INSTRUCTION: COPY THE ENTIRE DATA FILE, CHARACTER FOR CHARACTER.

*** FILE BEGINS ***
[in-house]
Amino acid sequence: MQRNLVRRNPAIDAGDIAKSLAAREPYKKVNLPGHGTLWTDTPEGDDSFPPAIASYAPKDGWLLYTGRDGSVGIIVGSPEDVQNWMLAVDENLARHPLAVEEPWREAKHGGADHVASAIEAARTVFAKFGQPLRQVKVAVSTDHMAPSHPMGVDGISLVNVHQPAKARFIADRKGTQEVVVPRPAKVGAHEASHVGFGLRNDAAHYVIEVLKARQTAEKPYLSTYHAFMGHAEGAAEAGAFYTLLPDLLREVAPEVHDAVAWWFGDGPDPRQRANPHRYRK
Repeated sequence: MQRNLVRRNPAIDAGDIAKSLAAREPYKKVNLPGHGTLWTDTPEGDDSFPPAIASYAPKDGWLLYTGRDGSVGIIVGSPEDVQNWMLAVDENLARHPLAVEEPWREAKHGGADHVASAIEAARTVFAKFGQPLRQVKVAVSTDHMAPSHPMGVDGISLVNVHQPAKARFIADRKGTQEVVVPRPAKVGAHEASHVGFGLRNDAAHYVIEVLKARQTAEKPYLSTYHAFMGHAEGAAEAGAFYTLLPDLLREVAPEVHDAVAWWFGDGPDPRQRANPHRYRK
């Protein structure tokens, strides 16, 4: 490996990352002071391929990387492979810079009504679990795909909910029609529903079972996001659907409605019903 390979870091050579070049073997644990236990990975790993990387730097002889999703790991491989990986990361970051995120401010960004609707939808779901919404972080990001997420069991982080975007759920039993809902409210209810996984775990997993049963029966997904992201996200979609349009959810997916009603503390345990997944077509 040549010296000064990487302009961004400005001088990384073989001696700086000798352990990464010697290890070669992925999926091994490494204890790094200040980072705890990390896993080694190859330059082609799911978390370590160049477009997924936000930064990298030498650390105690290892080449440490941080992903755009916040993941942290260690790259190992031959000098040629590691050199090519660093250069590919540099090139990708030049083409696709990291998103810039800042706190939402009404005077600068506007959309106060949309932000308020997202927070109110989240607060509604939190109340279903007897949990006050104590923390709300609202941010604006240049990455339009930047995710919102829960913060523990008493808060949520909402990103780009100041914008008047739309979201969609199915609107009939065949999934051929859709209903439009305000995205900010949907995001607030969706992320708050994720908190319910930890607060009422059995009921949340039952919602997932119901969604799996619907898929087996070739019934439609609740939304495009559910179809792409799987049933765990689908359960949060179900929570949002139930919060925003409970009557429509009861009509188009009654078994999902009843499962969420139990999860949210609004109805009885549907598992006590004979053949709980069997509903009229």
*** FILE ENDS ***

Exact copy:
[in-house]
Amino acid sequence: MQRNLVRRNPAIDAGDIAKSLAAREPYKKVNLPGHGTLWTDTPEGDDSFPPAIASYAPKDGWLLYTGRDGSVGIIVGSPEDVQNWMLAVDENLARHPLAVEEPWREAKHGGADHVASAIEAARTVFAKFGQPLRQVKVAVSTDHMAPSHPMGVDGISLVNVHQPAKARFIADRKGTQEVVVPRPAKVGAHEASHVGFGLRNDAAHYVIEVLKARQTAEKPYLSTYHAFMGHAEGAAEAGAFYTLLPDLLREVAPEVHDAVAWWFGDGPDPRQRANPHRYRK
Repeated sequence: MQRNLVRRNPAIDAGDIAKSLAAREPYKKVNLPGHGTLWTDTPEGDDSFPPAIASYAPKDGWLLYTGRDGSVGIIVGSPEDVQNWMLAVDENLARHPLAVEEPWREAKHGGADHVASAIEAARTVFAKFGQPLRQVKVAVSTDHMAPSHPMGVDGISLVNVHQPAKARFIADRKGTQEVVVPRPAKVGAHEASHVGFGLRNDAAHYVIEVLKARQTAEKPYLSTYHAFMGHAEGAAEAGAFYTLLPDLLREVAPEVHDAVAWWFGDGPDPRQRANPHRYRK
């Protein structure tokens, strides 16, 4: 490996990352002071391929990387492979810079009504679990795909909910029609529903079972996001659907409605019903 390979870091050579070049073997644990236990990975790993990387730097002889999703790991491989990986990361970051995120401010960004609707939808779901919404972080990001997420069991982080975007759920039993809902409210209810996984775990997993049963029966997904992201996200979609349009959810997916009603503390345990997944077509 040549010296000064990487302009961004400005001088990384073989001696700086000798352990990464010697290890070669992925999926091994490494204890790094200040980072705890990390896993080694190859330059082609799911978390370590160049477009997924936000930064990298030498650390105690290892080449440490941080992903755009916040993941942290260690790259190992031959000098040629590691050199090519660093250069590919540099090139990708030049083409696709990291998103810039800042706190939402009404005077600068506007959309106060949309932000308020997202927070109110989240607060509604939190109340279903007897949990006050104590923390709300609202941010604006240049990455339009930047995710919102829960913060523990008493808060949520909402990103780009100041914008008047739309979201969609199915609107009939065949999934051929859709209903439009305000995205900010949907995001607030969706992320708050994720908190319910930890607060009422059995009921949340039952919602997932119901969604799996619907898929087996070739019934439609609740939304495009559910179809792409799987049933765990689908359960949060179900929570949002139930919060925003409970009557429509009861009509188009009654078994999902009843499962969420139990999860949210609004109805009885549907598992006590004979053949709980069997509903009229």